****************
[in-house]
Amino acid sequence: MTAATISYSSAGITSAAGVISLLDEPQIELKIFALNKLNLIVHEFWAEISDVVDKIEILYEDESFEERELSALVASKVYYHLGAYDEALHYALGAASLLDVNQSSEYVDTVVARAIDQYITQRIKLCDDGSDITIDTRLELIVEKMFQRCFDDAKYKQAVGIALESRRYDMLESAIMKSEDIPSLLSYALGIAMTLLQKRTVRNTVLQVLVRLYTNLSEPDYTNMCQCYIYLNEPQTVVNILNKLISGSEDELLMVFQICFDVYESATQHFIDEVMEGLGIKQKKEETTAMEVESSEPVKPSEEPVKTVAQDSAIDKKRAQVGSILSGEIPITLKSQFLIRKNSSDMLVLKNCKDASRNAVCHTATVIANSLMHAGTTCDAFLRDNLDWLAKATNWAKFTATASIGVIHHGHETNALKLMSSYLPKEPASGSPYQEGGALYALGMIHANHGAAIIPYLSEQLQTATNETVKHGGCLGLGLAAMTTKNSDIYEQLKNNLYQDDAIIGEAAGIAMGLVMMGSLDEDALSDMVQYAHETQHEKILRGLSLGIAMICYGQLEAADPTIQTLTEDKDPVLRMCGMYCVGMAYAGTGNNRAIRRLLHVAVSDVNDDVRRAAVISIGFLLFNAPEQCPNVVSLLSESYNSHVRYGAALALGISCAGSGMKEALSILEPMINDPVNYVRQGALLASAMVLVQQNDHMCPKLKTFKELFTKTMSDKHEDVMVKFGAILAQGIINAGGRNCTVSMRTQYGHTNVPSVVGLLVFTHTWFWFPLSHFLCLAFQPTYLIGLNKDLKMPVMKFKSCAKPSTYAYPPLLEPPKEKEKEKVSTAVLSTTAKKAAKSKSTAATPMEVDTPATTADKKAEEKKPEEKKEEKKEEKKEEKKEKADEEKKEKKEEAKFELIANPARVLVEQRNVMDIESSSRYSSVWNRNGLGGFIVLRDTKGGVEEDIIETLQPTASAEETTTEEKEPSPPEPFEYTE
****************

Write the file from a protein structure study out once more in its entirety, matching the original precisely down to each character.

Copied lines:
[in-house]
Amino acid sequence: MTAATISYSSAGITSAAGVISLLDEPQIELKIFALNKLNLIVHEFWAEISDVVDKIEILYEDESFEERELSALVASKVYYHLGAYDEALHYALGAASLLDVNQSSEYVDTVVARAIDQYITQRIKLCDDGSDITIDTRLELIVEKMFQRCFDDAKYKQAVGIALESRRYDMLESAIMKSEDIPSLLSYALGIAMTLLQKRTVRNTVLQVLVRLYTNLSEPDYTNMCQCYIYLNEPQTVVNILNKLISGSEDELLMVFQICFDVYESATQHFIDEVMEGLGIKQKKEETTAMEVESSEPVKPSEEPVKTVAQDSAIDKKRAQVGSILSGEIPITLKSQFLIRKNSSDMLVLKNCKDASRNAVCHTATVIANSLMHAGTTCDAFLRDNLDWLAKATNWAKFTATASIGVIHHGHETNALKLMSSYLPKEPASGSPYQEGGALYALGMIHANHGAAIIPYLSEQLQTATNETVKHGGCLGLGLAAMTTKNSDIYEQLKNNLYQDDAIIGEAAGIAMGLVMMGSLDEDALSDMVQYAHETQHEKILRGLSLGIAMICYGQLEAADPTIQTLTEDKDPVLRMCGMYCVGMAYAGTGNNRAIRRLLHVAVSDVNDDVRRAAVISIGFLLFNAPEQCPNVVSLLSESYNSHVRYGAALALGISCAGSGMKEALSILEPMINDPVNYVRQGALLASAMVLVQQNDHMCPKLKTFKELFTKTMSDKHEDVMVKFGAILAQGIINAGGRNCTVSMRTQYGHTNVPSVVGLLVFTHTWFWFPLSHFLCLAFQPTYLIGLNKDLKMPVMKFKSCAKPSTYAYPPLLEPPKEKEKEKVSTAVLSTTAKKAAKSKSTAATPMEVDTPATTADKKAEEKKPEEKKEEKKEEKKEEKKEKADEEKKEKKEEAKFELIANPARVLVEQRNVMDIESSSRYSSVWNRNGLGGFIVLRDTKGGVEEDIIETLQPTASAEETTTEEKEPSPPEPFEYTE